Republican legislative leaders were pushing ahead with plans Monday to ensure the state and its jobless residents don't lose out on federal stimulus dollars.
Legislation introduced late Monday would repeal a law that requires some who get free health care from the state to prove every six months they remain eligible. The other would alter state labor laws to allow those whose unemployment benefits are about to run out to get an extra 13 weeks of payments, bringing the maximum up to 72 weeks.
Both bills are set for hearings in the House and Senate Commerce committees. The plan is to get the measure to on the governor's desk by the end of the week.
A lot of money is at stake.
Arizona is eligible for $1.7 billion in stimulus cash to help states pay the rising costs of health care for those in poverty.
But the federal stimulus law signed in February by President Barack Obama says states cannot tighten up their eligibility standards of who gets the free care. And that no-cut provision is retroactive to July 1.
In September, a state law took effect requiring people to requalify for the Arizona Health Care Cost Containment System, the state's Medicaid program, every six months. Prior to that, those enrolled could go one year between having to prove eligibility.
Federal officials said that change ran afoul of the no-cut provision and gave the state until June 30 to make the change or forfeit the funding. And the state already has spent about $300 million of that to balance the budget.
SB1102 and HB2631, which are identical, would return Arizona law to what it was before September.
The other bill, SB1322 and its mirror HB2632, would alter Arizona law to allow those whose jobless benefits run out to get an extra 13 weeks of payments, with the cost picked up entirely by the federal government.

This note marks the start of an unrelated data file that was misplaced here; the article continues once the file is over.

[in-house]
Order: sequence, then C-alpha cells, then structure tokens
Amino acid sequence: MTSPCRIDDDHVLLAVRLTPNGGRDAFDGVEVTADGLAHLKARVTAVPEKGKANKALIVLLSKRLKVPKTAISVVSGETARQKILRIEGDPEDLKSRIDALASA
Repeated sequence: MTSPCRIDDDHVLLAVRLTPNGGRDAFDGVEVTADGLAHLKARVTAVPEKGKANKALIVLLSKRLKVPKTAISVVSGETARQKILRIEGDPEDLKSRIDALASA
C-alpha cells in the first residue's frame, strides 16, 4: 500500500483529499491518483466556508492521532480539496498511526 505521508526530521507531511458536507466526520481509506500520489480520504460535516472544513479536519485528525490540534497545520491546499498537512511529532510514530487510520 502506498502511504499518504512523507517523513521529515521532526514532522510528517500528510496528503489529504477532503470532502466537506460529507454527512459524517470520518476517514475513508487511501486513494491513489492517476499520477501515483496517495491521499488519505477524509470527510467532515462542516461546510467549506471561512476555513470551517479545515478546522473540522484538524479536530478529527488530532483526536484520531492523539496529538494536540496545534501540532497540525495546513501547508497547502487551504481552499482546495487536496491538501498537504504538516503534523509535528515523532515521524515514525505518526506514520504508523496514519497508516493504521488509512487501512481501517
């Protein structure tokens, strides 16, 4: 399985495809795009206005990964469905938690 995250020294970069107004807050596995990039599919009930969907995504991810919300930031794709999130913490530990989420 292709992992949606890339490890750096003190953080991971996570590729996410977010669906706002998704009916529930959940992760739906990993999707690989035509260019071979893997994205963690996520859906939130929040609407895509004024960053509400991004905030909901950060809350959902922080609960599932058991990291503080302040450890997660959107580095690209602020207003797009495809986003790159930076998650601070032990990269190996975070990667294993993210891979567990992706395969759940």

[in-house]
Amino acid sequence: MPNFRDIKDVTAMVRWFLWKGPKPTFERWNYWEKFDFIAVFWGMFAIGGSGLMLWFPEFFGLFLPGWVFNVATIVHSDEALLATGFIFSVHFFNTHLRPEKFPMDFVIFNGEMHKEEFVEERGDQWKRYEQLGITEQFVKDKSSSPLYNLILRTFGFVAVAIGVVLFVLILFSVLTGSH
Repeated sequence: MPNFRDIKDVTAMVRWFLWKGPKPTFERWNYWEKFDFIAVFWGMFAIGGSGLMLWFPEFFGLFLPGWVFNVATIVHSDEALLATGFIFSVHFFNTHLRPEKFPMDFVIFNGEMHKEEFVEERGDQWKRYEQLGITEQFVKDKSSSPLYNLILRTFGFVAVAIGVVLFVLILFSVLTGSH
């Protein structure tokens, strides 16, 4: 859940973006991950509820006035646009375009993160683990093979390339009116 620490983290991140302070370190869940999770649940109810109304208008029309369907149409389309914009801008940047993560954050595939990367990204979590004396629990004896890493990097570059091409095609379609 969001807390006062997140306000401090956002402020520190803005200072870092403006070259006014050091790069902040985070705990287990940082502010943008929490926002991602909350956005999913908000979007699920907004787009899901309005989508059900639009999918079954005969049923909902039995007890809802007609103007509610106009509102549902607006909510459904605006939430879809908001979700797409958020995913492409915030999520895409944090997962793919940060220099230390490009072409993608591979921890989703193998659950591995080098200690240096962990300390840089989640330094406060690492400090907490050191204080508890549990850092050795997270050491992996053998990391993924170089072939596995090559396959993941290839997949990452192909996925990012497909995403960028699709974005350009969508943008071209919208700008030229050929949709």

Lawmakers and even Gov. Jan Brewer had balked at making the changes, fearing that would forever require Arizona to offer more than the basic 26 weeks of jobless benefits, even after the federal dollars dry up.
State benefits are paid out of a trust fund fueled by a tax all employers pay on the first $7,000 of each worker's salary. Higher benefits or longer eligibility would mean more money coming from that fund - and, ultimately, higher taxes on companies.
Brewer said it appears clear the extended benefits can be repealed once there is no more federal cash.
There already are other programs in place which allow those who cannot find work to get up to 59 weeks of benefits. The balance between that and the state-provided 26 weeks is picked up by the federal government.
Lawmakers and the governor have so far refused to make other changes in state law that would provide the state $150 million in federal stimulus cash to expand who could get unemployment benefits. Those changes would include things like making part-time workers eligible for payments and using a different method of calculating benefits.
But those changes, unlike the 13 weeks of extended benefits, would have to be made permanent for the state to qualify. That means the state - and the unemployment trust fund - would have to absorb the financial burden once the federal dollars ran out.